Walking Well from Head to Toe in Summer and Winter


person using white cane to walk down sidewalk --photo provided by Guide Dogs for the Blind
Person Walking with a Cane on Sidewalk

By Elizabeth Sammons and other contributing APH VisionAware peers

Whether it’s to stay fit, maintain independence, or enjoy nature, many of us who cannot drive due to blindness or low vision walk more than the average person. As experienced peers who are blind/low vision, we want to share our advice on staying as comfortable as possible when walking, even in extreme weather conditions from the avenues of Atlanta in summer to the sidewalks of Siberia in winter. Below you’ll find some tips and tricks to keep you cozy and safe when you walk outside by yourself or with your service dog.

Tips for Head Protection

We gain and lose a lot of heat through our head and neck. To protect ourselves, we can bundle up or dress down, but those of us who are blind or low vision have audio considerations as well as physical comfort to consider when walking.

In summer

  • Consider using a small squirt bottle with a mounted, battery-operated fan blade. A compressible lever sprays out some moisture while activating the plastic fan blade.
  • Using a small umbrella can keep you in the shade. However, particularly when it’s raining, umbrellas can make it harder to hear sounds around you. Instead, you can use a soft cap to keep your head dry. If you don’t mind getting wet, you can often go without an umbrella.
  • Use a damp scarf or golf towel wrapped around your neck to provide extra cooling.
  • If you have long hair, one peer suggests, “I sometimes wash my long hair and pile it atop my head for added insulation and cooling.

In winter

  • Avoid hats with ear flaps, ear muffins, or hoods since these can muffle your ability to hear vital navigation sounds.
  • Choose close-fitting hats; alternatively, cover your head with a scarf, and wrap the loose ends around the neck, tucking them into the coat collar.

Tips for Comfortable Bodies

The following are considerations for regulating our body temperature and providing protection from the elements while outdoors.

  • Carrying objects, such on a shopping trip, can affect our body temperature. While many of us carry bags over our shoulder, it’s often easier and safer to consider a backpack of any size. Today, drawstring backpacks are available that weigh only ounces, but they can provide ample room for many items. Backpacks leave both hands free for exploring the environment as needed, and using white canes or dog guides, while not greatly influencing our body heat.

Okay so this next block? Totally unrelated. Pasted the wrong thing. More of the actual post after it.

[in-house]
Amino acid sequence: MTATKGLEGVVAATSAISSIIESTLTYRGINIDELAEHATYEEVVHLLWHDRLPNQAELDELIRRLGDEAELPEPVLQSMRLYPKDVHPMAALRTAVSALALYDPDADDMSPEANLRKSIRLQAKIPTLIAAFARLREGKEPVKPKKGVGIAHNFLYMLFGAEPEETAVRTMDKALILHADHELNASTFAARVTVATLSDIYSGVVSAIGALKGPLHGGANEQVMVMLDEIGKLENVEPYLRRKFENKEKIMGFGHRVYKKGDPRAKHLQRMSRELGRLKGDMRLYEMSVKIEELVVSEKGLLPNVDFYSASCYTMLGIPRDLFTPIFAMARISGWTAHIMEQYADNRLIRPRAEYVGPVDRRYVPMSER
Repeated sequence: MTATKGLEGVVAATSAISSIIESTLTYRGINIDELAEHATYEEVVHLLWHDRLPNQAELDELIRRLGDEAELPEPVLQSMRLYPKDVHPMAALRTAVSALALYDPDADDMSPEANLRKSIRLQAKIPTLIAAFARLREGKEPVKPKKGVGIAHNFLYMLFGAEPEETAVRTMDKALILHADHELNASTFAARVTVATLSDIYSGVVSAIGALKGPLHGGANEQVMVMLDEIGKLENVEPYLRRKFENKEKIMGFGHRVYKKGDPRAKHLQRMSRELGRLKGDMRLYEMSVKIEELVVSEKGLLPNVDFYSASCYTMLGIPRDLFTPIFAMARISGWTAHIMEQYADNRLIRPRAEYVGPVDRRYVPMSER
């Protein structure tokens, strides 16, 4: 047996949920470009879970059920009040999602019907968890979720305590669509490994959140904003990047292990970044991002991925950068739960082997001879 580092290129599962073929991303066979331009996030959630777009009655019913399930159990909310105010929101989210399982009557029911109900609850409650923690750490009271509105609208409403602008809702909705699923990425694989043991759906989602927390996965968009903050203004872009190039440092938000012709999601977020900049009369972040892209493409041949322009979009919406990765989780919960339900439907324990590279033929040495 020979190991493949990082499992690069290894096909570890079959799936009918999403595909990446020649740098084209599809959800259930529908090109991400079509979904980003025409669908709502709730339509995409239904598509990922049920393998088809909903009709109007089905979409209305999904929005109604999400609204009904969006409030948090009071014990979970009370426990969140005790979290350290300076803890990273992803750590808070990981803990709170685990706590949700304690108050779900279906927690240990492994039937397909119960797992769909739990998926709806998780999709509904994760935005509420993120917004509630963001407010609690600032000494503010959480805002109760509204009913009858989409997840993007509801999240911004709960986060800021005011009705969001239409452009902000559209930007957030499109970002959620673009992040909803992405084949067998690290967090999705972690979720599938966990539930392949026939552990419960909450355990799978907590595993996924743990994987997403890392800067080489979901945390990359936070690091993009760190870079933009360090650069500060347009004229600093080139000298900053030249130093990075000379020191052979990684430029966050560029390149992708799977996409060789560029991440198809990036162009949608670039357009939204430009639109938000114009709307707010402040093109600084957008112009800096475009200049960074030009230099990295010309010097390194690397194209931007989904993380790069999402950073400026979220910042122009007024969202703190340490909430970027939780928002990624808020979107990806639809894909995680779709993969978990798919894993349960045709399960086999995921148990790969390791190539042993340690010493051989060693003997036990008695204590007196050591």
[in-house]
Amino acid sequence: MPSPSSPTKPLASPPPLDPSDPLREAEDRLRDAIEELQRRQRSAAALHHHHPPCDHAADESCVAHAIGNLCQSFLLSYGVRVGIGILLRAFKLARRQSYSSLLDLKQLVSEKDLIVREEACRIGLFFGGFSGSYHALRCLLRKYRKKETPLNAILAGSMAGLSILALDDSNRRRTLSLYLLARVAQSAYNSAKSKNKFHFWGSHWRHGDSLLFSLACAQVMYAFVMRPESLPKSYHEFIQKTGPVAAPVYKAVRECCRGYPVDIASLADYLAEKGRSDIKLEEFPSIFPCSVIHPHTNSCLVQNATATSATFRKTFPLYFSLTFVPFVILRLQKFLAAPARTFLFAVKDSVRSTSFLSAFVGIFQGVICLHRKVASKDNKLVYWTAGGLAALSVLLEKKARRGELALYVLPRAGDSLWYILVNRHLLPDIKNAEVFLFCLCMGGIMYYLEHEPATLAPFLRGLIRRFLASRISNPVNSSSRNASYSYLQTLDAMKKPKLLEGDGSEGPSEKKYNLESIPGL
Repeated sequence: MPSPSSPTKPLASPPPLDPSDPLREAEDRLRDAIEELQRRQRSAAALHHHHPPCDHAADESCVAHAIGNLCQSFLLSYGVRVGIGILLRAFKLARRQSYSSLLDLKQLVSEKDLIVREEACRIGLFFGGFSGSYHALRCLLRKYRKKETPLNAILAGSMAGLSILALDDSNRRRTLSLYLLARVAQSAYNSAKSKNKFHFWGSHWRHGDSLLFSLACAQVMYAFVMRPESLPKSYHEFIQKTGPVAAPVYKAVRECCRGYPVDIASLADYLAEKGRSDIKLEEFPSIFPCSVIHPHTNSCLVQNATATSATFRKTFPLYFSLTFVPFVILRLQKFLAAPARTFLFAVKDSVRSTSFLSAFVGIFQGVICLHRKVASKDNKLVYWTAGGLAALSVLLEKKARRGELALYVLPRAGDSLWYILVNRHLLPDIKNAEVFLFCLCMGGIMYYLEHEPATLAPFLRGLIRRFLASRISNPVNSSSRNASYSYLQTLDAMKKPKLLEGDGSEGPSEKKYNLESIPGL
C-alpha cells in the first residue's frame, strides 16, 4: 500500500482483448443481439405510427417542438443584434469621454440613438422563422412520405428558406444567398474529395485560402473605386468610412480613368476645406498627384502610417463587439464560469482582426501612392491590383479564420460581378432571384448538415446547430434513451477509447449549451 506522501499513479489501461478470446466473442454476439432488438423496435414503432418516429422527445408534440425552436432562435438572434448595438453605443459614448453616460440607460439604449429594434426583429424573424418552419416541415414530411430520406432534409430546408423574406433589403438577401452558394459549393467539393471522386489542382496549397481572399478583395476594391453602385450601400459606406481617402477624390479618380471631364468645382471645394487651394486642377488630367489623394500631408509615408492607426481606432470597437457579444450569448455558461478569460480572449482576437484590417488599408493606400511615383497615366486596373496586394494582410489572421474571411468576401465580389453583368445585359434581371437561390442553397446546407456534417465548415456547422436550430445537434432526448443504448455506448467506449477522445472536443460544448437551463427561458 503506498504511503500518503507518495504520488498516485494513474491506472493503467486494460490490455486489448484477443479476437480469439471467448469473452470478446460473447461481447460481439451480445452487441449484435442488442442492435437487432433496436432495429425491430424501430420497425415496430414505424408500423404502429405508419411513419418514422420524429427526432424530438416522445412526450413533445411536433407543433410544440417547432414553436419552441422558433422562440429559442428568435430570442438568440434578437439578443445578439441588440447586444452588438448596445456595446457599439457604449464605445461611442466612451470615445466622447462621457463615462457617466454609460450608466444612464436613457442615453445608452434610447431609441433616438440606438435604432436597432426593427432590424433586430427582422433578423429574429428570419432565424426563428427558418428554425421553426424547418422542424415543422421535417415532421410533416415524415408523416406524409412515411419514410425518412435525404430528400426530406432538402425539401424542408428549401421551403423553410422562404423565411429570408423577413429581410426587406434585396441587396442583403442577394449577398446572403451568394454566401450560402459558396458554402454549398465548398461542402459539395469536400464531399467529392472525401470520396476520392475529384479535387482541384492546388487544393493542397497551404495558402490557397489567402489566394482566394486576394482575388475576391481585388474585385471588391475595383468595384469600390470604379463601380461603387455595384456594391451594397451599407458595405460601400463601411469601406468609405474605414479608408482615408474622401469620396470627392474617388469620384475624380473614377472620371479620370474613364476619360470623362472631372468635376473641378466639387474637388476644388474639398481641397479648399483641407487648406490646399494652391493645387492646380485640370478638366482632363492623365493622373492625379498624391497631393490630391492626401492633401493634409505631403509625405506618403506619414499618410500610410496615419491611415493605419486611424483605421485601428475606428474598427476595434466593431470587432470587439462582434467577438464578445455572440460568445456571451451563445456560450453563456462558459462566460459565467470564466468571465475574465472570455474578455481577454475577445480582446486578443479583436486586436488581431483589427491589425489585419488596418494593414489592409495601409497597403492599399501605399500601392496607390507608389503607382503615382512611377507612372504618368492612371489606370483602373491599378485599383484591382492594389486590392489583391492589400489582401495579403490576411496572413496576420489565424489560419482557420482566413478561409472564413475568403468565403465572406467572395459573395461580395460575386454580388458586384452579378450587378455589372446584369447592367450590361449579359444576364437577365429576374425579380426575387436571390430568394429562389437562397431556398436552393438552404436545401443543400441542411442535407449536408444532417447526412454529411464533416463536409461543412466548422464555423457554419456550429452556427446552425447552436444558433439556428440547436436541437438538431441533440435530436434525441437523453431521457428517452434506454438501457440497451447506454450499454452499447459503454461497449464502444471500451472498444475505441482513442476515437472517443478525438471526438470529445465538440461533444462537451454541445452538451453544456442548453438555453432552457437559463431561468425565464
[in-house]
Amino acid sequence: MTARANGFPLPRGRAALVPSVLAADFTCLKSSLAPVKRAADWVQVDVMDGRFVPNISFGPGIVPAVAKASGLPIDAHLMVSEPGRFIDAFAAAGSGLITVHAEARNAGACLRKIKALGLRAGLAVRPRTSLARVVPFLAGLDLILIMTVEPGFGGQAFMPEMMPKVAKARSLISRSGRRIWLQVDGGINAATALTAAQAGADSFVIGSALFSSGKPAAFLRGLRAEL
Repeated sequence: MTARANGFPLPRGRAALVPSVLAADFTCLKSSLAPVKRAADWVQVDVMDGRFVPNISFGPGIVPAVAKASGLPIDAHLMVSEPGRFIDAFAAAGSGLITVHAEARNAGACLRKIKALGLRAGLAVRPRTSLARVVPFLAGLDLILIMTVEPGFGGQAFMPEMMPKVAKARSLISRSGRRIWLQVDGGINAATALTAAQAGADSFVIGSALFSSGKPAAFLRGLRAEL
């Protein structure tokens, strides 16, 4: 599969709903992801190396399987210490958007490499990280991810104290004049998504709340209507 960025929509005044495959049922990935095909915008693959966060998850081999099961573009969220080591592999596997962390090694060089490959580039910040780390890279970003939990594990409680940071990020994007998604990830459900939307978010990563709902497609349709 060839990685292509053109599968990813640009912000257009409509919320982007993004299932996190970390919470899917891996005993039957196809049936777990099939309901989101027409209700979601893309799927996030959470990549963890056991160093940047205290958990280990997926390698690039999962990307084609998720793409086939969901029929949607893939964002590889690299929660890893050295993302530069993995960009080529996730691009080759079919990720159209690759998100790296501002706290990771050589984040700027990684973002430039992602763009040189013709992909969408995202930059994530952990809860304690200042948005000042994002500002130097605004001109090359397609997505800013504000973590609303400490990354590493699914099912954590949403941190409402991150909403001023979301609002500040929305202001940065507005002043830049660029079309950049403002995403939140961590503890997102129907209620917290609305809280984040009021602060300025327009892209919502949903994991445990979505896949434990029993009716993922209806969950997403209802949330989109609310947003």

In summer

  • For those who wear dresses, wearing a light-weight dress and putting on an attractive shirt over it gives you the choice of keeping the outer shirt on or taking it off, depending on heat and air conditioning.  

In winter

  • Evaluate your wardrobe, planning to dress in layers so you can remove clothing as needed. Sweaters, turtlenecks, and flannel shirts are great items under a coat or heavy jacket to help you adjust per your comfort level.
  • Similarly, rolling up a small wrap-around scarf or vest and putting it in a bag or purse offers a convenient way to adjust wardrobe to temperature preference.

Tips for Comfortable Hands and Feet

While we don’t think about protecting our extremities as much in summer, here are a few tips for more comfortable hands and feet while walking outdoors in warm and cold climates.

In summer

  • Wearing open-toed shoes can be dangerous. One peer shares, “I never wear open-toed shoes, since I’ve found that even as an experienced walker using a cane, it’s easy to stub a toe while hurrying along.”
  • Soft-soled shoes provide both less slippage and a lot better feel for the ground than other footwear, including awareness of the kind of cracks or twigs that can create hazards.

In winter

  • Mittens and gloves keep your hands warm, but they can be difficult to use with a white cane or service dog. Some people cut off the tips of their gloves for better sensitivity. Others remove the glove piece but keep the lining in place for coverage. Or you can adapt your mittens for holding a cane by cutting a hole at the tip, inserting the cane into the hole, and putting your hand in the mitten to grip the cane or leash.
  • Gloves are available with special fingertips to enable the wearer to use a smart phone, thus keeping hands warmer.
  • Other mittens/gloves are available with fingers bare, but with a hood that can be extended to cover all fingers or rolled back to allow using fingers directly.  
  • Winter boots for walking should be water resistant, with soles offering traction. However, if soles are too thick, you risk losing sensitivity from the ground surface.
  • Properly fitting boots may be an entire size above normal shoes, given the use of thicker socks and/or a little air layering to help with insulating.
  • Consider using traction devices that attach to the boot soles that grip the snow/ice and make walking easier and less slippery. Be aware that these decrease foot sensitivity to ground surfaces.
  • Not all socks are created equal. Thick cotton socks can wick water and perspiration, and like wool or wool blends, they provide a cozy warmth most synthetics lack. 

Dog days

Our four-footed travel companions can’t always tell you how they feel. Here are some tips from peers to keep them healthy and hardy:

  • “My dog has boots to protect paws from hot tarmacs and icy sidewalks.”
  • “I can wet bandanas for cooling, and I can mist his belly with my spray bottle.”
  • “I carry a water bottle and a folding dog bowl to give us both extra hydration.”

Learn More

Walking and Hiking After Vision Loss – VisionAware

Walking Outside in Summer

Traveling Outdoors with Vision Impairment – VisionAware